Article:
Safety inMaastricht

Information security

Information security relates primarily to the secure provision of digital and other services and the secure administration of personal data.

Safety monitor
2014 2015 2016 2017 2019
Victim of cybercrime total [%] 14 13.2 9.7 12.4 13.8

Municipalities, in line with other government and non-governmental organizations, are vulnerable with respect to their digital and other services — in particular with respect to the secure provision of these services — and the administration of personal data. Authorities that are unable to provide adequate assurances for the security of personal data put the trust that is placed in them in jeopardy. Moreover, this can endanger the physical safety of the public and organizations, for example when the operating systems of bridges and locks are hacked.

Cybercrime is a new and emergent form of crime that can have a great impact on safety and the perception of safety.

‘Cybercrime’ encompasses a wide range of forms of traditional crime in a digital variant and new forms of crime. Cybercrime relates, for example, to hacking computers to transfer funds to criminal bank accounts or to covertly activating webcams and/or microphones to spy on the user in his/her work or home surroundings. Professional criminals now pose the greatest threat to security in the digital world and cause the most damage. Professional criminals primarily target private organizations and members of the public in their efforts to steal details and data that they can sell on or publish. This can pose particularly large risks to small businesses: a ransomware attack can, for example, block access to its customer data and make its operations impossible — with enormous financial consequences. A market has developed on the Internet for criminal services also referred to as ‘cybercrime-as-a-service’. Cybercriminals who make use of these services no longer need the comprehensive technological knowledge that would previously been essential. A malicious individual can now, for example, launch a DDoS attack to block access to the service of a company or governmental organization. This is blurring the former distinctions between high-tech cybercrime, advanced persistent threats, and frequently occurring crime.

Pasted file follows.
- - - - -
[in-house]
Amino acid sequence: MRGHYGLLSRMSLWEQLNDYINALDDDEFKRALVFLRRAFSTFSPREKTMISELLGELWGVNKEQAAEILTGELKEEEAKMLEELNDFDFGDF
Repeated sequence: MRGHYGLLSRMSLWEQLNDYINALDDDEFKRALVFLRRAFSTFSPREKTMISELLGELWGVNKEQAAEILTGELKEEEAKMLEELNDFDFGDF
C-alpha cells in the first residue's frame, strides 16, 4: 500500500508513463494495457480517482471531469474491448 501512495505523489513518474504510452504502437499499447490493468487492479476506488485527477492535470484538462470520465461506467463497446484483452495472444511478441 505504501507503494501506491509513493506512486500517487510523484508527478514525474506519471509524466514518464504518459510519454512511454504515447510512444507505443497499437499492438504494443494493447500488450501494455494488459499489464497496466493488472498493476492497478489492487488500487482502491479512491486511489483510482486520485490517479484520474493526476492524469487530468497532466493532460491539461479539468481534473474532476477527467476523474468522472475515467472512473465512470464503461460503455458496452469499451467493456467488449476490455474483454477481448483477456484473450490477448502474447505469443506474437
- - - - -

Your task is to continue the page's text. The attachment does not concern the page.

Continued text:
Members of the public and organizations are, in principle, responsible for taking measures that improve their personal security: this is also applicable to the digital domain. The measures that members of the public can personally take to improve digital safety vary according to their expertise and the nature of the threat, and sometimes require specific attention.

This clearly reveals the need for cooperation with various partners in the private and public sectors. Private parties are usually in the best position to take the technological measures that are required to improve security and assist the public, their customers. Municipalities are also in an excellent position to actively approach small and medium-sized businesses and the public.

Kamerstuk 2239602, 20 april 2018 PDF